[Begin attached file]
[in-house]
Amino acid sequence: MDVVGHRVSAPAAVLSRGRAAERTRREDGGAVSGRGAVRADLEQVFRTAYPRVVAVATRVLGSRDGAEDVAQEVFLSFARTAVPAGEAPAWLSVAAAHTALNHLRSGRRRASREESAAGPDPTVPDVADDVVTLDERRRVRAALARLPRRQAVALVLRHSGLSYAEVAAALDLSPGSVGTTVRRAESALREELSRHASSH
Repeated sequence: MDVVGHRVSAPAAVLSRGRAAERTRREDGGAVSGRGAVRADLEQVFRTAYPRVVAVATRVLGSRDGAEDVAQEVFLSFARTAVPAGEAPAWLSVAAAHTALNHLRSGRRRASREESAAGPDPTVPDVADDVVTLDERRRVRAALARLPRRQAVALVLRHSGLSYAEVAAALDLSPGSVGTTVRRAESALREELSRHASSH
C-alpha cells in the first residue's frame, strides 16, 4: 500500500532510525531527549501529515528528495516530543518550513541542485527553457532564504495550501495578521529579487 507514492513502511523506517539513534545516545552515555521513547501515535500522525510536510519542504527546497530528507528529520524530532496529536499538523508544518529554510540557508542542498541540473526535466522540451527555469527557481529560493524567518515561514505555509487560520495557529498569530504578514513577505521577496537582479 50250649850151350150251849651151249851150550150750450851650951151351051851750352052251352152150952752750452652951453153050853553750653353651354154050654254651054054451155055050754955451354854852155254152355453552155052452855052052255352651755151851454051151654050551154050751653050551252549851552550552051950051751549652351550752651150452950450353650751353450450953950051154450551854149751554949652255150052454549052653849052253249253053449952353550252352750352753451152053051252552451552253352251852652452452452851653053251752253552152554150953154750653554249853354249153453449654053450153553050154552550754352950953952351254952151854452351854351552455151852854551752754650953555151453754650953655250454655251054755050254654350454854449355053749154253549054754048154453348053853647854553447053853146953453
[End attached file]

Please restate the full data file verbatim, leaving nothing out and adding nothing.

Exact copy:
[in-house]
Amino acid sequence: MDVVGHRVSAPAAVLSRGRAAERTRREDGGAVSGRGAVRADLEQVFRTAYPRVVAVATRVLGSRDGAEDVAQEVFLSFARTAVPAGEAPAWLSVAAAHTALNHLRSGRRRASREESAAGPDPTVPDVADDVVTLDERRRVRAALARLPRRQAVALVLRHSGLSYAEVAAALDLSPGSVGTTVRRAESALREELSRHASSH
Repeated sequence: MDVVGHRVSAPAAVLSRGRAAERTRREDGGAVSGRGAVRADLEQVFRTAYPRVVAVATRVLGSRDGAEDVAQEVFLSFARTAVPAGEAPAWLSVAAAHTALNHLRSGRRRASREESAAGPDPTVPDVADDVVTLDERRRVRAALARLPRRQAVALVLRHSGLSYAEVAAALDLSPGSVGTTVRRAESALREELSRHASSH
C-alpha cells in the first residue's frame, strides 16, 4: 500500500532510525531527549501529515528528495516530543518550513541542485527553457532564504495550501495578521529579487 507514492513502511523506517539513534545516545552515555521513547501515535500522525510536510519542504527546497530528507528529520524530532496529536499538523508544518529554510540557508542542498541540473526535466522540451527555469527557481529560493524567518515561514505555509487560520495557529498569530504578514513577505521577496537582479 50250649850151350150251849651151249851150550150750450851650951151351051851750352052251352152150952752750452652951453153050853553750653353651354154050654254651054054451155055050754955451354854852155254152355453552155052452855052052255352651755151851454051151654050551154050751653050551252549851552550552051950051751549652351550752651150452950450353650751353450450953950051154450551854149751554949652255150052454549052653849052253249253053449952353550252352750352753451152053051252552451552253352251852652452452452851653053251752253552152554150953154750653554249853354249153453449654053450153553050154552550754352950953952351254952151854452351854351552455151852854551752754650953555151453754650953655250454655251054755050254654350454854449355053749154253549054754048154453348053853647854553447053853146953453